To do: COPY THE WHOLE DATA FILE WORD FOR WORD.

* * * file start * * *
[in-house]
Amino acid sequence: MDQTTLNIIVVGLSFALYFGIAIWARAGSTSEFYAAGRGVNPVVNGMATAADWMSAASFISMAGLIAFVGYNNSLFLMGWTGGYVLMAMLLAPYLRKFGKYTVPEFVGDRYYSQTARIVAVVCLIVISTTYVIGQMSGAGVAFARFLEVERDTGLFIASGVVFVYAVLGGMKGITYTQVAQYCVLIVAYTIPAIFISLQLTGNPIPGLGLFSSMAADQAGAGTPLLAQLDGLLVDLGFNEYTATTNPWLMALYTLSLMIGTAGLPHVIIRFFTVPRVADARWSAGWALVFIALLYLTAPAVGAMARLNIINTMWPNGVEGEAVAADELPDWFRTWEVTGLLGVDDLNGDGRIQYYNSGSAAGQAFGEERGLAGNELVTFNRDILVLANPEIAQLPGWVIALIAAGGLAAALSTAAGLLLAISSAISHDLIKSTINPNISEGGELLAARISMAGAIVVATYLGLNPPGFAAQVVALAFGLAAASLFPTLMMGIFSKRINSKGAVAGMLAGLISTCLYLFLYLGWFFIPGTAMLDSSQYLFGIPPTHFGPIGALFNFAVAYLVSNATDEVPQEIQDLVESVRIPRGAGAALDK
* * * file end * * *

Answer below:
[in-house]
Amino acid sequence: MDQTTLNIIVVGLSFALYFGIAIWARAGSTSEFYAAGRGVNPVVNGMATAADWMSAASFISMAGLIAFVGYNNSLFLMGWTGGYVLMAMLLAPYLRKFGKYTVPEFVGDRYYSQTARIVAVVCLIVISTTYVIGQMSGAGVAFARFLEVERDTGLFIASGVVFVYAVLGGMKGITYTQVAQYCVLIVAYTIPAIFISLQLTGNPIPGLGLFSSMAADQAGAGTPLLAQLDGLLVDLGFNEYTATTNPWLMALYTLSLMIGTAGLPHVIIRFFTVPRVADARWSAGWALVFIALLYLTAPAVGAMARLNIINTMWPNGVEGEAVAADELPDWFRTWEVTGLLGVDDLNGDGRIQYYNSGSAAGQAFGEERGLAGNELVTFNRDILVLANPEIAQLPGWVIALIAAGGLAAALSTAAGLLLAISSAISHDLIKSTINPNISEGGELLAARISMAGAIVVATYLGLNPPGFAAQVVALAFGLAAASLFPTLMMGIFSKRINSKGAVAGMLAGLISTCLYLFLYLGWFFIPGTAMLDSSQYLFGIPPTHFGPIGALFNFAVAYLVSNATDEVPQEIQDLVESVRIPRGAGAALDK